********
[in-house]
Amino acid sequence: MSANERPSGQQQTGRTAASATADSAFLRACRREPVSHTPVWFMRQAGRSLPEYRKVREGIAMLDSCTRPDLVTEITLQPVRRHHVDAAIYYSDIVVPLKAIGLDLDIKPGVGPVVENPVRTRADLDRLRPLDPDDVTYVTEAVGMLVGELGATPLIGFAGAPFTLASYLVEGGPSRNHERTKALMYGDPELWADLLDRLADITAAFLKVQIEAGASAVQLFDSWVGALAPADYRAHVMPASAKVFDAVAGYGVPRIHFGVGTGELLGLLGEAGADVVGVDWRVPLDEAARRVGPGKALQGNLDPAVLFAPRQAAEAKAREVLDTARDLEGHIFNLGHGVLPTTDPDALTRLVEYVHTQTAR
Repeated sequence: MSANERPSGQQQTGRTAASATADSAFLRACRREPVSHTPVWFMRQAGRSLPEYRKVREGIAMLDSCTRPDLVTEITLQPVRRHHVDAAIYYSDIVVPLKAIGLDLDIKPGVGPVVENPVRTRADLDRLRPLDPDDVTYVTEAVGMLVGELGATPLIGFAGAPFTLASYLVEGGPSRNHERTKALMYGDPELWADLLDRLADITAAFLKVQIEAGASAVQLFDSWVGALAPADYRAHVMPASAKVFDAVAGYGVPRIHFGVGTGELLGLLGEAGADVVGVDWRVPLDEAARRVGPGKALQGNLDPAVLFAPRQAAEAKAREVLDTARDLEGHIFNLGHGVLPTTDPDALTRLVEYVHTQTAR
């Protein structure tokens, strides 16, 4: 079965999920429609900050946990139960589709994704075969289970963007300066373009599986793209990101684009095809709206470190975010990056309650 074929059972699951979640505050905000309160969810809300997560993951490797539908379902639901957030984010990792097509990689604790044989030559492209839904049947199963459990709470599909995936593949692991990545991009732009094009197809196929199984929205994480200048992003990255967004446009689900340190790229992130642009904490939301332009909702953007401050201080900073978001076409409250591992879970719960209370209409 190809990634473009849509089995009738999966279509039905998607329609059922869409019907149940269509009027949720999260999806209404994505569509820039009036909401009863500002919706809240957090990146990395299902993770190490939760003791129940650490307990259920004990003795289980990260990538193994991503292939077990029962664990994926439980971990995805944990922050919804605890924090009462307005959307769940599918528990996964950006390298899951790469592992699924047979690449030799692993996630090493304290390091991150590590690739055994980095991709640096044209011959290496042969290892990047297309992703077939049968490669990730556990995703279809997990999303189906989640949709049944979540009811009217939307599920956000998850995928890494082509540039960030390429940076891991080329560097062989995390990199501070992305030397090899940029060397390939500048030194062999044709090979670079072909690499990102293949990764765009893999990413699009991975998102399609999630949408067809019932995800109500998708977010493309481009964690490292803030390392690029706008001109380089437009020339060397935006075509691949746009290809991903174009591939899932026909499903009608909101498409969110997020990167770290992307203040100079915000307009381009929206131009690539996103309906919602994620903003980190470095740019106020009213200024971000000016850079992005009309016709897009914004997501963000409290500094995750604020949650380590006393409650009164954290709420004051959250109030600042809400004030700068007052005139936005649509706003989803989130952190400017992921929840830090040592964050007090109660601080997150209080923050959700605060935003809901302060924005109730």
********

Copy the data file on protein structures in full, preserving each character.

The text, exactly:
[in-house]
Amino acid sequence: MSANERPSGQQQTGRTAASATADSAFLRACRREPVSHTPVWFMRQAGRSLPEYRKVREGIAMLDSCTRPDLVTEITLQPVRRHHVDAAIYYSDIVVPLKAIGLDLDIKPGVGPVVENPVRTRADLDRLRPLDPDDVTYVTEAVGMLVGELGATPLIGFAGAPFTLASYLVEGGPSRNHERTKALMYGDPELWADLLDRLADITAAFLKVQIEAGASAVQLFDSWVGALAPADYRAHVMPASAKVFDAVAGYGVPRIHFGVGTGELLGLLGEAGADVVGVDWRVPLDEAARRVGPGKALQGNLDPAVLFAPRQAAEAKAREVLDTARDLEGHIFNLGHGVLPTTDPDALTRLVEYVHTQTAR
Repeated sequence: MSANERPSGQQQTGRTAASATADSAFLRACRREPVSHTPVWFMRQAGRSLPEYRKVREGIAMLDSCTRPDLVTEITLQPVRRHHVDAAIYYSDIVVPLKAIGLDLDIKPGVGPVVENPVRTRADLDRLRPLDPDDVTYVTEAVGMLVGELGATPLIGFAGAPFTLASYLVEGGPSRNHERTKALMYGDPELWADLLDRLADITAAFLKVQIEAGASAVQLFDSWVGALAPADYRAHVMPASAKVFDAVAGYGVPRIHFGVGTGELLGLLGEAGADVVGVDWRVPLDEAARRVGPGKALQGNLDPAVLFAPRQAAEAKAREVLDTARDLEGHIFNLGHGVLPTTDPDALTRLVEYVHTQTAR
């Protein structure tokens, strides 16, 4: 079965999920429609900050946990139960589709994704075969289970963007300066373009599986793209990101684009095809709206470190975010990056309650 074929059972699951979640505050905000309160969810809300997560993951490797539908379902639901957030984010990792097509990689604790044989030559492209839904049947199963459990709470599909995936593949692991990545991009732009094009197809196929199984929205994480200048992003990255967004446009689900340190790229992130642009904490939301332009909702953007401050201080900073978001076409409250591992879970719960209370209409 190809990634473009849509089995009738999966279509039905998607329609059922869409019907149940269509009027949720999260999806209404994505569509820039009036909401009863500002919706809240957090990146990395299902993770190490939760003791129940650490307990259920004990003795289980990260990538193994991503292939077990029962664990994926439980971990995805944990922050919804605890924090009462307005959307769940599918528990996964950006390298899951790469592992699924047979690449030799692993996630090493304290390091991150590590690739055994980095991709640096044209011959290496042969290892990047297309992703077939049968490669990730556990995703279809997990999303189906989640949709049944979540009811009217939307599920956000998850995928890494082509540039960030390429940076891991080329560097062989995390990199501070992305030397090899940029060397390939500048030194062999044709090979670079072909690499990102293949990764765009893999990413699009991975998102399609999630949408067809019932995800109500998708977010493309481009964690490292803030390392690029706008001109380089437009020339060397935006075509691949746009290809991903174009591939899932026909499903009608909101498409969110997020990167770290992307203040100079915000307009381009929206131009690539996103309906919602994620903003980190470095740019106020009213200024971000000016850079992005009309016709897009914004997501963000409290500094995750604020949650380590006393409650009164954290709420004051959250109030600042809400004030700068007052005139936005649509706003989803989130952190400017992921929840830090040592964050007090109660601080997150209080923050959700605060935003809901302060924005109730």